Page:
Faces of NEFE: Kimberly Roy, HSFPP Manager

Kimberly Roy, HSFPP’s new program manager Kimberly Roy first met Juwon Melvin when she worked for the Mile High United Way’s Individual Development Account (IDA) program. Melvin was a sophomore in college and applying for an IDA to earn matching funds to start his first business, DreamReel Media.

“What I remember most about Juwon was that he had such big dreams,” Roy says. Roy recalls being impressed by DreamReel’s mission to inspire low-income and first-generation college students.

“Even with his own challenges, Juwon’s thought was still, ‘How do I pull other kids up from the bottom?’” Roy says.

In February 2014, Roy joined NEFE as manager of the High School Financial Planning Program.

Roy is a Colorado native with a passion for and experience teaching and coordinating financial education for underserved and vulnerable populations. While earning her bachelor’s degree from the University of Evansville in Indiana, Roy studied abroad in France and Argentina.

In Argentina, Roy saw how macroeconomic policies impact socioeconomic issues such as unemployment and baby trafficking.

“I was a vegetarian for 15 years as a promise to the kids I met in Argentina because I never wanted to take lightly the taking of a life, the way that the baby traffickers took for granted the lives of those children,” Roy says.

Roy went on to earn her master’s degree in Foreign Service from Georgetown University. She worked as a telecommunications analyst and taught English and financial education to refugees before joining Mile High United Way.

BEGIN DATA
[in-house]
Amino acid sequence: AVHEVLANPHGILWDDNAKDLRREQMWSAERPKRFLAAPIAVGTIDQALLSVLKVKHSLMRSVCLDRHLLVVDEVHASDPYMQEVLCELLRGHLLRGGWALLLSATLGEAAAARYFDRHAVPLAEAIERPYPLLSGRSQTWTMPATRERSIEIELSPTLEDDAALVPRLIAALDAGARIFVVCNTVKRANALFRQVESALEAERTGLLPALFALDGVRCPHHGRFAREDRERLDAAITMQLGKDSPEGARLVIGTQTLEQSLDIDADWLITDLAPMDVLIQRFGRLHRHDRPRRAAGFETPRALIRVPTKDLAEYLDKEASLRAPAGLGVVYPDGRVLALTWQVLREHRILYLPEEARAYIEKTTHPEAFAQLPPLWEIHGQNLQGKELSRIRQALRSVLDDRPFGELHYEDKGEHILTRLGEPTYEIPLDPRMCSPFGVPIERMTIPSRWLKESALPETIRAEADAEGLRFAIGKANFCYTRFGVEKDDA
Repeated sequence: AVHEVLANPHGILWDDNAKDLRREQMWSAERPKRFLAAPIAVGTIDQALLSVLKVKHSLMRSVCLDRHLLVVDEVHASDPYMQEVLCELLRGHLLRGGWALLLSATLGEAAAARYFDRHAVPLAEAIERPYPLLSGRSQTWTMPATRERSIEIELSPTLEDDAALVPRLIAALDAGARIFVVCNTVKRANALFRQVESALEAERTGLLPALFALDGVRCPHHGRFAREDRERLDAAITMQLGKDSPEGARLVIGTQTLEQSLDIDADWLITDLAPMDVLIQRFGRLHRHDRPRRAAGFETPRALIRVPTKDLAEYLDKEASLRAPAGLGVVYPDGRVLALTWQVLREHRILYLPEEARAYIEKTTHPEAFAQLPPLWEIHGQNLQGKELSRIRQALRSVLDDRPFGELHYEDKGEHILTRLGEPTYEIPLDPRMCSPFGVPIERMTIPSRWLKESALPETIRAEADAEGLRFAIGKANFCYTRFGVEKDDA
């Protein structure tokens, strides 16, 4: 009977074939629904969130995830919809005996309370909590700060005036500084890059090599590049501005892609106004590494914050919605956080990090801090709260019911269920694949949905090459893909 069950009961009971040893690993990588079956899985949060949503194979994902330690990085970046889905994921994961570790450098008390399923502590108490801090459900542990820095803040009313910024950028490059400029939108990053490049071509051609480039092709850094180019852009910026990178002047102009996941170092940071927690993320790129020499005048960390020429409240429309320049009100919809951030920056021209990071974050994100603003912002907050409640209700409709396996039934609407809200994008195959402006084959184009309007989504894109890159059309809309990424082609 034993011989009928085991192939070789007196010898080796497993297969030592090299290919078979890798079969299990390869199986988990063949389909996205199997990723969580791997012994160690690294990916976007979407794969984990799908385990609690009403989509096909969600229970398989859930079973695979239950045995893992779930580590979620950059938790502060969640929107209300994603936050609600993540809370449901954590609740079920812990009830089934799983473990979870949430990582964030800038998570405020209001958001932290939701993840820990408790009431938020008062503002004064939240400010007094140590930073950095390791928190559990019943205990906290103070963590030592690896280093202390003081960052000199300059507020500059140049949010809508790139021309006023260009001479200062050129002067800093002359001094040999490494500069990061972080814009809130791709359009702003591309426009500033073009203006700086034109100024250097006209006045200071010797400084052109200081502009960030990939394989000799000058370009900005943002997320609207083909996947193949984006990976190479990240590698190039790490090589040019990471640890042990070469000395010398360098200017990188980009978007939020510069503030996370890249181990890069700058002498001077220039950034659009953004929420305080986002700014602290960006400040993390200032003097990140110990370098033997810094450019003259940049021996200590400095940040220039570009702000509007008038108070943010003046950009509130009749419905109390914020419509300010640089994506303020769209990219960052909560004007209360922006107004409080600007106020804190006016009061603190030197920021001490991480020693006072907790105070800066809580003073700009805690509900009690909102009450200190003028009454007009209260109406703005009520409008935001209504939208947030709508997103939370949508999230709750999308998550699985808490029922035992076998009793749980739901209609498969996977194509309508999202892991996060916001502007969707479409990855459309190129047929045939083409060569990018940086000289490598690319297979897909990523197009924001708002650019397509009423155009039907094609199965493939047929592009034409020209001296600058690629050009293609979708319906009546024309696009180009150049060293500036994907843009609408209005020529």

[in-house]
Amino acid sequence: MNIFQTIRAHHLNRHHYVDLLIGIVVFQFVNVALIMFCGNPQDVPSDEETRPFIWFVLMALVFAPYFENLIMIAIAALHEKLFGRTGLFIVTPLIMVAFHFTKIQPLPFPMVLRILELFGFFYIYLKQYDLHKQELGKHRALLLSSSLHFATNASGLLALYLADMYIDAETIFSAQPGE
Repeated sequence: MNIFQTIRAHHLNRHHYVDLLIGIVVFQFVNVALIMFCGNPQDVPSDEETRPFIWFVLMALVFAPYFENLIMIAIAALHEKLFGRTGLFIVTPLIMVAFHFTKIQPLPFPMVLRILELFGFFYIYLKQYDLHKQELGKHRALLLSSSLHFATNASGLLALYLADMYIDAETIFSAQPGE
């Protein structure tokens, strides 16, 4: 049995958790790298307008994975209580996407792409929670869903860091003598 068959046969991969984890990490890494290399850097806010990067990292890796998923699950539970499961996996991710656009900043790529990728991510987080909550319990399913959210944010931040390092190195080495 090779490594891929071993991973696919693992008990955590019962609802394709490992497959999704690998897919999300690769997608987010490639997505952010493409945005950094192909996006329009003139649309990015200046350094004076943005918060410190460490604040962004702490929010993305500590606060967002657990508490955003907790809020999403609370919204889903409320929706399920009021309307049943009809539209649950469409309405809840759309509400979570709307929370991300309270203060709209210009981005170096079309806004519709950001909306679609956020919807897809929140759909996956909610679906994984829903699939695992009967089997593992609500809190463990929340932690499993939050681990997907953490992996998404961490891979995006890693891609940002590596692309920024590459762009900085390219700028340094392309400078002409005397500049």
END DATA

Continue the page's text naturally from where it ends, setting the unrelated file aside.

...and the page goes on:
“I was hired to teach Somali-Bantu refugees how to do things like balance a checkbook, but many of them came from bartering communities and had never even held a pencil,” Roy says. “I had to start with basics like how to read numbers. I would say one sentence and the translator would tell a 30-minute story. That is when I realized the importance of cultural translation and context when teaching financial capability.”

Connecting underserved populations with financial education has been a theme throughout Roy’s career. When it comes to reaching young people like Juwon Melvin, Roy says a lot can be learned from the Hinkley Finance Club model.

“If someone feels like they can’t buy a house, save for retirement, or start a business because of where they live or how many resources they have at the moment, then it’s easy for that person to tune out,” Roy says. “Giving these students real assets and teaching them to do the math themselves is powerful because it gives them hope. It shows in concrete terms that small decisions—especially when it comes to saving and investing—can have big impact.”

Roy hopes to continue exploring ways to reach diverse communities in her work with HSFPP.

“NEFE is a major game changer because it offers free, unbiased, noncommercial tools and resources to such a wide variety of organizations,” Roy says. “I am thrilled to be a part of this work and to take advantage of these amazing opportunities to make a difference on a broad national scale.”

Contacts

  • Paul Golden

    Media Relations Director

    Direct: 303-224-3514
    Cell: 303-918-3620
    [email protected]

  • Patricia (Pat) Seaman

    Senior Director of Marketing and Communications

    Direct: 303-224-3538
    [email protected]

Contacts

  • Paul Golden

    Media Relations Director

    Direct: 303-224-3514
    Cell: 303-918-3620
    [email protected]

  • Patricia (Pat) Seaman

    Senior Director of Marketing and Communications

    Direct: 303-224-3538
    [email protected]